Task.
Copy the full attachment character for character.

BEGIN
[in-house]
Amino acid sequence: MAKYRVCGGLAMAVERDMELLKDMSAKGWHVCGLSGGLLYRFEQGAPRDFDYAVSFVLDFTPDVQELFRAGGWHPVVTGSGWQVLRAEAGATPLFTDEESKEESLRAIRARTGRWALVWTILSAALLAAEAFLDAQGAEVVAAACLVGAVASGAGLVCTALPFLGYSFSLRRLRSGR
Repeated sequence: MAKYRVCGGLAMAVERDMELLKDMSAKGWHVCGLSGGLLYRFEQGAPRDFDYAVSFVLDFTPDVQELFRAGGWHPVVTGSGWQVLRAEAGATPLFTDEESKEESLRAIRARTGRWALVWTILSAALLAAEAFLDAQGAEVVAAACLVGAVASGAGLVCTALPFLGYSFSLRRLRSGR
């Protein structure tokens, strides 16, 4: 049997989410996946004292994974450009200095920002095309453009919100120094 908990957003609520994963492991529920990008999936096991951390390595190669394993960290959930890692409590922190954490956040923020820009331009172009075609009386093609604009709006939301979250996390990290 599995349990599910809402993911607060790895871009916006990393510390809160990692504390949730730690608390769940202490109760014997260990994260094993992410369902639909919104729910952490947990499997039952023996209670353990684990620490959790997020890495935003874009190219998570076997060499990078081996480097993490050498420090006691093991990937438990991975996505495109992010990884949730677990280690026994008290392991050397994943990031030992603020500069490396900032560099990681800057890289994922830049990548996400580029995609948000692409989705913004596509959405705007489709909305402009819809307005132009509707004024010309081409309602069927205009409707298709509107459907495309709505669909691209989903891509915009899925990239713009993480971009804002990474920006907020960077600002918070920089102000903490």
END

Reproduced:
[in-house]
Amino acid sequence: MAKYRVCGGLAMAVERDMELLKDMSAKGWHVCGLSGGLLYRFEQGAPRDFDYAVSFVLDFTPDVQELFRAGGWHPVVTGSGWQVLRAEAGATPLFTDEESKEESLRAIRARTGRWALVWTILSAALLAAEAFLDAQGAEVVAAACLVGAVASGAGLVCTALPFLGYSFSLRRLRSGR
Repeated sequence: MAKYRVCGGLAMAVERDMELLKDMSAKGWHVCGLSGGLLYRFEQGAPRDFDYAVSFVLDFTPDVQELFRAGGWHPVVTGSGWQVLRAEAGATPLFTDEESKEESLRAIRARTGRWALVWTILSAALLAAEAFLDAQGAEVVAAACLVGAVASGAGLVCTALPFLGYSFSLRRLRSGR
């Protein structure tokens, strides 16, 4: 049997989410996946004292994974450009200095920002095309453009919100120094 908990957003609520994963492991529920990008999936096991951390390595190669394993960290959930890692409590922190954490956040923020820009331009172009075609009386093609604009709006939301979250996390990290 599995349990599910809402993911607060790895871009916006990393510390809160990692504390949730730690608390769940202490109760014997260990994260094993992410369902639909919104729910952490947990499997039952023996209670353990684990620490959790997020890495935003874009190219998570076997060499990078081996480097993490050498420090006691093991990937438990991975996505495109992010990884949730677990280690026994008290392991050397994943990031030992603020500069490396900032560099990681800057890289994922830049990548996400580029995609948000692409989705913004596509959405705007489709909305402009819809307005132009509707004024010309081409309602069927205009409707298709509107459907495309709505669909691209989903891509915009899925990239713009993480971009804002990474920006907020960077600002918070920089102000903490």